That Roof Leak Might be a Chimney Leak
Many houses have problems with their chimneys that turn out to be water leakage. Evidence for this problem includes water running down the flue, water running down the brickwork in the attic or inside the house, or the exposed chimney gets damp and deposits of white lime form on the outside of the brick. If you think your roof is having leaking problems, and you can’t find the problem, scrutinize your chimney as well because you may have a chimney leak. If the signs are ignored, water can profusely leak inside your house and can cause a great deal of damage to your property.
How we fix your leaking chimney:
- Check each part of the chimney, both inside and outside of the home. Evidence of water is easily detected inside the house through stains or swollen walls. Look carefully to see more signs of leaking water. Check the exterior chimney of all its parts. Check the chimney wash / splay (the top portion of the chimney) for cracks or deterioration.
- Inspect the mortar and flashing. Spalled brick and missing mortar can cause water leakage as well. Check the flashing to see if it is properly installed. (The chimney flashing is the part that connects the chimney to the roof) Look to see if it is inadequate, corroded or worn.
- A masonry chimney wash /splay that is cracked should be repaired or replaced with new materials. In replacing the wash / splay, make sure to also put a waterproof covering on the surface.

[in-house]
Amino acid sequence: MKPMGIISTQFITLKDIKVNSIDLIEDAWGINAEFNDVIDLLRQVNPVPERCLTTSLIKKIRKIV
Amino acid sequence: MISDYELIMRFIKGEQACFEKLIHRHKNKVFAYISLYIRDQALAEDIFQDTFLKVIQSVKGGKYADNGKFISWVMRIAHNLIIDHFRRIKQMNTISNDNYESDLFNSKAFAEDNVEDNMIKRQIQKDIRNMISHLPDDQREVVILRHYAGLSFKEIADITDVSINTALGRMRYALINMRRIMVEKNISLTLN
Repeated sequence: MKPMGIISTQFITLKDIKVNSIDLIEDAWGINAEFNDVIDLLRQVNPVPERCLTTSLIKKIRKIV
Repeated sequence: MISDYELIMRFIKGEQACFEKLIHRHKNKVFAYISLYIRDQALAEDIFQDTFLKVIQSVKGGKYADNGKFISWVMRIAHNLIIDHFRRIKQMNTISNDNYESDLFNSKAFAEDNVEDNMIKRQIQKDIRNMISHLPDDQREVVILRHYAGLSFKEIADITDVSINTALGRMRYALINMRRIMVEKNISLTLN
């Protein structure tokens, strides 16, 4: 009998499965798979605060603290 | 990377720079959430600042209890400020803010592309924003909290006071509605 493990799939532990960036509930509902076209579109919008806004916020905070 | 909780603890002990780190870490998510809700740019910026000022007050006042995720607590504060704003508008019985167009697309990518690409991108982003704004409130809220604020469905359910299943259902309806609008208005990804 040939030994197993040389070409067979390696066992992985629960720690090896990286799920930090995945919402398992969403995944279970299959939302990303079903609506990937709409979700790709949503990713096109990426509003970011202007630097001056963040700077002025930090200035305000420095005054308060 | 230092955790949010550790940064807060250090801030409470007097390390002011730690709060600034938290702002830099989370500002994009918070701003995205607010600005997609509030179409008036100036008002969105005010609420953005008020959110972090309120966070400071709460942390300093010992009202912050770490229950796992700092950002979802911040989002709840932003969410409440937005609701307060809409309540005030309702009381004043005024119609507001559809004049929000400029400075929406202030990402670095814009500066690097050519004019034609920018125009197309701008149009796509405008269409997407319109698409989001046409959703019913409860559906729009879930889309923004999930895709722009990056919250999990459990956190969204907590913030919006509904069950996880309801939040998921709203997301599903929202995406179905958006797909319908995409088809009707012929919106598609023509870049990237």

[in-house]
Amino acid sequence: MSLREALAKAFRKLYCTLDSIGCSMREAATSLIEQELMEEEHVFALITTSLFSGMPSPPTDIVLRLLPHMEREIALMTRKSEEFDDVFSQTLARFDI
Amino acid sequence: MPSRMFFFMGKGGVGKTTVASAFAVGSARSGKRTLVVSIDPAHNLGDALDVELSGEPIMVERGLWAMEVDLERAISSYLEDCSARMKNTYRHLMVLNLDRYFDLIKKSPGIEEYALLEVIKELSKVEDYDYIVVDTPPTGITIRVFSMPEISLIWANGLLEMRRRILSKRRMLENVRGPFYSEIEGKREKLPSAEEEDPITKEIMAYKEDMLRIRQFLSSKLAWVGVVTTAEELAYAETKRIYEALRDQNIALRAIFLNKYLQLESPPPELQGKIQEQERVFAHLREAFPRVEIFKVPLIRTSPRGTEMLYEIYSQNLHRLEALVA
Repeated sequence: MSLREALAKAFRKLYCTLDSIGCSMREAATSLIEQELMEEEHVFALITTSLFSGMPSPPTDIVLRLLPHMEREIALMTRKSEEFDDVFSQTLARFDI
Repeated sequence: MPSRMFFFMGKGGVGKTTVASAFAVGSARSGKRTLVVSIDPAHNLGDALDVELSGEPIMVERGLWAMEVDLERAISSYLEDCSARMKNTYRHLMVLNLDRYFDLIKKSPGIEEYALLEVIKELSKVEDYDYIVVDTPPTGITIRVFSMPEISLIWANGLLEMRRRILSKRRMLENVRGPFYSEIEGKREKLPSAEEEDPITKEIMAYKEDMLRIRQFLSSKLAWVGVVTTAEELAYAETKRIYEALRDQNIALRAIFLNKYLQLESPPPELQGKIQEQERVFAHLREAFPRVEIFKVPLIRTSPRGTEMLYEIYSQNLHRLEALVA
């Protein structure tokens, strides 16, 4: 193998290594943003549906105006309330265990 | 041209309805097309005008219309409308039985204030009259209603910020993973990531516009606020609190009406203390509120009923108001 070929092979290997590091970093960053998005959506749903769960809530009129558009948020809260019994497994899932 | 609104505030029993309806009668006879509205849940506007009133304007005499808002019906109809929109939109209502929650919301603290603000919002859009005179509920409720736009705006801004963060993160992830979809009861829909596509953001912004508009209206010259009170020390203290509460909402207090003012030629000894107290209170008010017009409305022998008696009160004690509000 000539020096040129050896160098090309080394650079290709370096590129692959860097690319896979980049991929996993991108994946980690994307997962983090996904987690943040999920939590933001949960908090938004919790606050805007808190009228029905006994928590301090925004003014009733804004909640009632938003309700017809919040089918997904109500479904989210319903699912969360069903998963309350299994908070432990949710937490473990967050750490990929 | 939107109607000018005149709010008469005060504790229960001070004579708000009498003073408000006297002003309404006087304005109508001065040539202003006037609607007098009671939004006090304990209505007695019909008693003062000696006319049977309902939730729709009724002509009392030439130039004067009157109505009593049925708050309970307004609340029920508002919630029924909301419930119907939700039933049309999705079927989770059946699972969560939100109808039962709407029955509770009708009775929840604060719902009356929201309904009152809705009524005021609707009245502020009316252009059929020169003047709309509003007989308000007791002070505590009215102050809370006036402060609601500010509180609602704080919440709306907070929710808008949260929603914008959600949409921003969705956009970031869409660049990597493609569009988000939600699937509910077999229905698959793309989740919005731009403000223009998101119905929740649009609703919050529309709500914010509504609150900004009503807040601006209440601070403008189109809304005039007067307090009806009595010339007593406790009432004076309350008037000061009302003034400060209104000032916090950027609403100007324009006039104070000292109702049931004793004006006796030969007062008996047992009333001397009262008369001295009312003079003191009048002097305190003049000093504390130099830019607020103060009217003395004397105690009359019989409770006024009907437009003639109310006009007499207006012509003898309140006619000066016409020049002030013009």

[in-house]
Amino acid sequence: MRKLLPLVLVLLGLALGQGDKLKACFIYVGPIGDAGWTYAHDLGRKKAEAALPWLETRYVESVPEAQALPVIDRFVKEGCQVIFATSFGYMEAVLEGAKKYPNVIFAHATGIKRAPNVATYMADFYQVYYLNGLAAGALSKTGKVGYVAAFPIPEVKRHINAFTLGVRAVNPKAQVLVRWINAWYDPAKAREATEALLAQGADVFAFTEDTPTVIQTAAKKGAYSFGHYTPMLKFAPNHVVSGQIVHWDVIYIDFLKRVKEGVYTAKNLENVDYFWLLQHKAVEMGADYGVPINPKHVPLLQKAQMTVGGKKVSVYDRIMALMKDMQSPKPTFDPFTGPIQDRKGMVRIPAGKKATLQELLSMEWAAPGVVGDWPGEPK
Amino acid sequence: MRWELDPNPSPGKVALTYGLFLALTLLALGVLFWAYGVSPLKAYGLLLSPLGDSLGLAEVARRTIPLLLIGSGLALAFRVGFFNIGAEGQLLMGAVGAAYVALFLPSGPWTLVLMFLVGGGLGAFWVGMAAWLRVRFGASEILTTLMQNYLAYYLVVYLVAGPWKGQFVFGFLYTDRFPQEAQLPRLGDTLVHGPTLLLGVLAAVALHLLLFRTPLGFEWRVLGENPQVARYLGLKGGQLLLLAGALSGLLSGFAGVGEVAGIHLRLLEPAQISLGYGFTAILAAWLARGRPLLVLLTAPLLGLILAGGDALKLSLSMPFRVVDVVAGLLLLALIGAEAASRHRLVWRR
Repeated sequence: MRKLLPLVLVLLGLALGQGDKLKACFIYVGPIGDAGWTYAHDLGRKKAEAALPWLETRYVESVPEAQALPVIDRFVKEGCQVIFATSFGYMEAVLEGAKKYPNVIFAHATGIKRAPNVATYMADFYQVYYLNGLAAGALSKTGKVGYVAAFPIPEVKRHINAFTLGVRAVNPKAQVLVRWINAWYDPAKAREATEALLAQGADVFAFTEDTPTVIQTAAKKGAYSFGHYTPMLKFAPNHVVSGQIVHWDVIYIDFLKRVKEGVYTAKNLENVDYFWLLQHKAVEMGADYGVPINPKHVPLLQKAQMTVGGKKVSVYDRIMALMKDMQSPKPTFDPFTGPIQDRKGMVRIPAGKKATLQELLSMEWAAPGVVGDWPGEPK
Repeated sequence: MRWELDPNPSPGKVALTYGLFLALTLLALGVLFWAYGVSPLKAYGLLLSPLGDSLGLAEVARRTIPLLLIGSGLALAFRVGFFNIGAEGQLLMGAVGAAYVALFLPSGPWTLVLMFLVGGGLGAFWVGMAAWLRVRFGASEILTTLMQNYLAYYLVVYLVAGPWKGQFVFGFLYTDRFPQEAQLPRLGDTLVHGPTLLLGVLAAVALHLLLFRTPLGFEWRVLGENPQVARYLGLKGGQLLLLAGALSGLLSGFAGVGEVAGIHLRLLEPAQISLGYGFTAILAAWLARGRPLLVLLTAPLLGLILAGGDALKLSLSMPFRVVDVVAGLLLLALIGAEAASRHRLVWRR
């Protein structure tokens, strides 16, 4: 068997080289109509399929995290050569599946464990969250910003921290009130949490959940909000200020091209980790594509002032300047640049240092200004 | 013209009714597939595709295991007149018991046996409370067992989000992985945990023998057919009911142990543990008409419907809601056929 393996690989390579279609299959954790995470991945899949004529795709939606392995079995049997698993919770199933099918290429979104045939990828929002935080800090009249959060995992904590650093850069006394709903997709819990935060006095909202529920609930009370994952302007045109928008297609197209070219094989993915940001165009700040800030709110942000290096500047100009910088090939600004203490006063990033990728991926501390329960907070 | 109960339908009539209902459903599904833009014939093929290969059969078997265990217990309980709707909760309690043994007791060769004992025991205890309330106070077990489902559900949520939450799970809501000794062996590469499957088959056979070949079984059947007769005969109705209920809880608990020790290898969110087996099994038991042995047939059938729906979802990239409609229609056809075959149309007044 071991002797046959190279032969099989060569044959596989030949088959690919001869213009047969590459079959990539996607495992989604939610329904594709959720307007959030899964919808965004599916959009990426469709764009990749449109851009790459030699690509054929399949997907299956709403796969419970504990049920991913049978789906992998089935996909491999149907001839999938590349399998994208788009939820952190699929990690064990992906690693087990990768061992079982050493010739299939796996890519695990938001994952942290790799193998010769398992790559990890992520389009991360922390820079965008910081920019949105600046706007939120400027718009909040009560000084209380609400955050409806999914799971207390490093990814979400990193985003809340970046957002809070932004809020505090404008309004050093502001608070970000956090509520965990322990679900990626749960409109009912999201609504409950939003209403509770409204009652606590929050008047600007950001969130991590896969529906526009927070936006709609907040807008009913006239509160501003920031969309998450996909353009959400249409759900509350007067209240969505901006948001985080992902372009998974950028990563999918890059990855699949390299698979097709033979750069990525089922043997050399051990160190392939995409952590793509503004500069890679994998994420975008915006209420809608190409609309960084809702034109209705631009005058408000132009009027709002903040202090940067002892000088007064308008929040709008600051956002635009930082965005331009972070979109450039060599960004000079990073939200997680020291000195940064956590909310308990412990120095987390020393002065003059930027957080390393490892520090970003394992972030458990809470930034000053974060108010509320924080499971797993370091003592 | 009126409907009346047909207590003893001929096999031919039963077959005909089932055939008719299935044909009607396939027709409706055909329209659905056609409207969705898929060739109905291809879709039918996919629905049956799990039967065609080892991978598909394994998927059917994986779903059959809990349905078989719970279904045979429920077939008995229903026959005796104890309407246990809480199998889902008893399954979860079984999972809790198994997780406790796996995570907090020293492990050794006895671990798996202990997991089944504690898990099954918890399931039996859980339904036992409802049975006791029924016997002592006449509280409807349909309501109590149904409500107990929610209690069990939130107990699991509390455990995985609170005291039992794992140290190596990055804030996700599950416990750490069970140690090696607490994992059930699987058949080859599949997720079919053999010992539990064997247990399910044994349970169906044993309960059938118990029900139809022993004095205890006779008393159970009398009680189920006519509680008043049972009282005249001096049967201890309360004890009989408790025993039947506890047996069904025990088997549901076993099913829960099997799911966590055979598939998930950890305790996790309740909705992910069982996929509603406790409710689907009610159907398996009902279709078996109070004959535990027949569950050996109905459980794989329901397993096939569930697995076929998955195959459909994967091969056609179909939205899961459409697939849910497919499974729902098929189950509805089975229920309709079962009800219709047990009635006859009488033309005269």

- If your chimney is the masonry type, cover all surfaces with a waterproof coating. Apply commercial quality waterproof material to avoid wasting time and money.
- If the problem is the flashing, hire a professional chimney expert to do the job.
Water is notorious for causing damage you cannot see. It’s the hidden damage from moisture that can cause chimneys to crack, seep, and even fall down altogether. This is especially true after a major event such as a lightning strike or tornado where unknown weaknesses have gone unnoticed. However, there are ways to avoid moisture related damage.
- Find all the places near your fireplace and chimney where water likes to “hang-out.”
- Clear leaves from gutters on a regular basis, and repair any gutters that are broken. Examine your downspout locations in relation to the chimney. Downspout terminations that are uphill of the chimney, or that drain at the chimney base, pose risks and should therefore be diverted.
- Prune trees that hang over or near your chimney. Rain and dew that collects on trees is a frequent cause of masonry deterioration.
- Check for poor drainage and address this problem as soon as possible.
- Repair any leaks in the flashing (or seal) between your roofing material and the chimney.
- Make sure sprinklers are watering plants – not your chimney. Change the sprinkler head or your watering pattern as needed.